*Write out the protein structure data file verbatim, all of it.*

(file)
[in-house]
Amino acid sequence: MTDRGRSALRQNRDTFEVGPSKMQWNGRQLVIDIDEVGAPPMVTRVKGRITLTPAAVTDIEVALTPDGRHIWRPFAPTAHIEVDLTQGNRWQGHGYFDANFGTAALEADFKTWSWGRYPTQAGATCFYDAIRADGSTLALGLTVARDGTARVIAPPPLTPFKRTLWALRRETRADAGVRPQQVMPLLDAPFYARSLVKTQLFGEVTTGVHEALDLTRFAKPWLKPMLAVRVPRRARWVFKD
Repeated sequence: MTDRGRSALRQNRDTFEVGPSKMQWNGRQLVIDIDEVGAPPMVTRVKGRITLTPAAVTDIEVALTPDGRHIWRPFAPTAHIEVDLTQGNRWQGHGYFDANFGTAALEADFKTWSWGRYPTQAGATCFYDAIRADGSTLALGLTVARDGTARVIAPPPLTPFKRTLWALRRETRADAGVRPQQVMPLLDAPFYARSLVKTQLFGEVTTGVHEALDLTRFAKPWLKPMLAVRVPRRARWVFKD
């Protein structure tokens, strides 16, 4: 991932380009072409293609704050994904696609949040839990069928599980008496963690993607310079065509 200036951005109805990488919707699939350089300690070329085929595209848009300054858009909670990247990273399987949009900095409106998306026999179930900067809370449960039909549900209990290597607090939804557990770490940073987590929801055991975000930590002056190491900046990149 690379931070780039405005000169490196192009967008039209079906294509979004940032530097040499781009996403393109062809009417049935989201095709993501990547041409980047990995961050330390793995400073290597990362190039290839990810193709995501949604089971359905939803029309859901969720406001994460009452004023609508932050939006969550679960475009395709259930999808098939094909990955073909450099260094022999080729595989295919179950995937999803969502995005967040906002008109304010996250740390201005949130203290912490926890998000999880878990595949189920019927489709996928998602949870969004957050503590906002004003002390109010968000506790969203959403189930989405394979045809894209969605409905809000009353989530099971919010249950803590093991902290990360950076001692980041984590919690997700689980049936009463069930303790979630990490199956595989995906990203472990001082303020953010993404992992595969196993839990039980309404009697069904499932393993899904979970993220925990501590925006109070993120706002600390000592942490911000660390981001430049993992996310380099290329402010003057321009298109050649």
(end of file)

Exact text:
[in-house]
Amino acid sequence: MTDRGRSALRQNRDTFEVGPSKMQWNGRQLVIDIDEVGAPPMVTRVKGRITLTPAAVTDIEVALTPDGRHIWRPFAPTAHIEVDLTQGNRWQGHGYFDANFGTAALEADFKTWSWGRYPTQAGATCFYDAIRADGSTLALGLTVARDGTARVIAPPPLTPFKRTLWALRRETRADAGVRPQQVMPLLDAPFYARSLVKTQLFGEVTTGVHEALDLTRFAKPWLKPMLAVRVPRRARWVFKD
Repeated sequence: MTDRGRSALRQNRDTFEVGPSKMQWNGRQLVIDIDEVGAPPMVTRVKGRITLTPAAVTDIEVALTPDGRHIWRPFAPTAHIEVDLTQGNRWQGHGYFDANFGTAALEADFKTWSWGRYPTQAGATCFYDAIRADGSTLALGLTVARDGTARVIAPPPLTPFKRTLWALRRETRADAGVRPQQVMPLLDAPFYARSLVKTQLFGEVTTGVHEALDLTRFAKPWLKPMLAVRVPRRARWVFKD
């Protein structure tokens, strides 16, 4: 991932380009072409293609704050994904696609949040839990069928599980008496963690993607310079065509 200036951005109805990488919707699939350089300690070329085929595209848009300054858009909670990247990273399987949009900095409106998306026999179930900067809370449960039909549900209990290597607090939804557990770490940073987590929801055991975000930590002056190491900046990149 690379931070780039405005000169490196192009967008039209079906294509979004940032530097040499781009996403393109062809009417049935989201095709993501990547041409980047990995961050330390793995400073290597990362190039290839990810193709995501949604089971359905939803029309859901969720406001994460009452004023609508932050939006969550679960475009395709259930999808098939094909990955073909450099260094022999080729595989295919179950995937999803969502995005967040906002008109304010996250740390201005949130203290912490926890998000999880878990595949189920019927489709996928998602949870969004957050503590906002004003002390109010968000506790969203959403189930989405394979045809894209969605409905809000009353989530099971919010249950803590093991902290990360950076001692980041984590919690997700689980049936009463069930303790979630990490199956595989995906990203472990001082303020953010993404992992595969196993839990039980309404009697069904499932393993899904979970993220925990501590925006109070993120706002600390000592942490911000660390981001430049993992996310380099290329402010003057321009298109050649």